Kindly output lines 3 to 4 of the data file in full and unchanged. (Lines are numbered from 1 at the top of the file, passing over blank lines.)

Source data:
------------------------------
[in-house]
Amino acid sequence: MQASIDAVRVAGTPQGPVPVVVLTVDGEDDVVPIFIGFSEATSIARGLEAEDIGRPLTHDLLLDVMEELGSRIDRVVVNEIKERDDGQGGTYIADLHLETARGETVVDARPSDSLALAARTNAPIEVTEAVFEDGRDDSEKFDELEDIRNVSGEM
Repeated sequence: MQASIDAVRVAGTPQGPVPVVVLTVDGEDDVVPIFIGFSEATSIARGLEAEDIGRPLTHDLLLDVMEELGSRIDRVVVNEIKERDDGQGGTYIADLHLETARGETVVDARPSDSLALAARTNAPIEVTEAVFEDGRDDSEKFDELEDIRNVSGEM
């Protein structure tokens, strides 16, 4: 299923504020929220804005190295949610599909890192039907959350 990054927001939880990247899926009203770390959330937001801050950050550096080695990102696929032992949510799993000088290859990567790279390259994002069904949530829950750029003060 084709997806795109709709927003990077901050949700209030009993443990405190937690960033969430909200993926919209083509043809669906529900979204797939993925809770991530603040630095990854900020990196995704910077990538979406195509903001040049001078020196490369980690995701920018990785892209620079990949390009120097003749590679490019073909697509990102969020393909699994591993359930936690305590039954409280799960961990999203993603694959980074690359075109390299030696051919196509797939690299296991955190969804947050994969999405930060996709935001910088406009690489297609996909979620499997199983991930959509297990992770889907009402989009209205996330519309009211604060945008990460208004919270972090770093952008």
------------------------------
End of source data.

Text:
Repeated sequence: MQASIDAVRVAGTPQGPVPVVVLTVDGEDDVVPIFIGFSEATSIARGLEAEDIGRPLTHDLLLDVMEELGSRIDRVVVNEIKERDDGQGGTYIADLHLETARGETVVDARPSDSLALAARTNAPIEVTEAVFEDGRDDSEKFDELEDIRNVSGEM
């Protein structure tokens, strides 16, 4: 299923504020929220804005190295949610599909890192039907959350 990054927001939880990247899926009203770390959330937001801050950050550096080695990102696929032992949510799993000088290859990567790279390259994002069904949530829950750029003060 084709997806795109709709927003990077901050949700209030009993443990405190937690960033969430909200993926919209083509043809669906529900979204797939993925809770991530603040630095990854900020990196995704910077990538979406195509903001040049001078020196490369980690995701920018990785892209620079990949390009120097003749590679490019073909697509990102969020393909699994591993359930936690305590039954409280799960961990999203993603694959980074690359075109390299030696051919196509797939690299296991955190969804947050994969999405930060996709935001910088406009690489297609996909979620499997199983991930959509297990992770889907009402989009209205996330519309009211604060945008990460208004919270972090770093952008």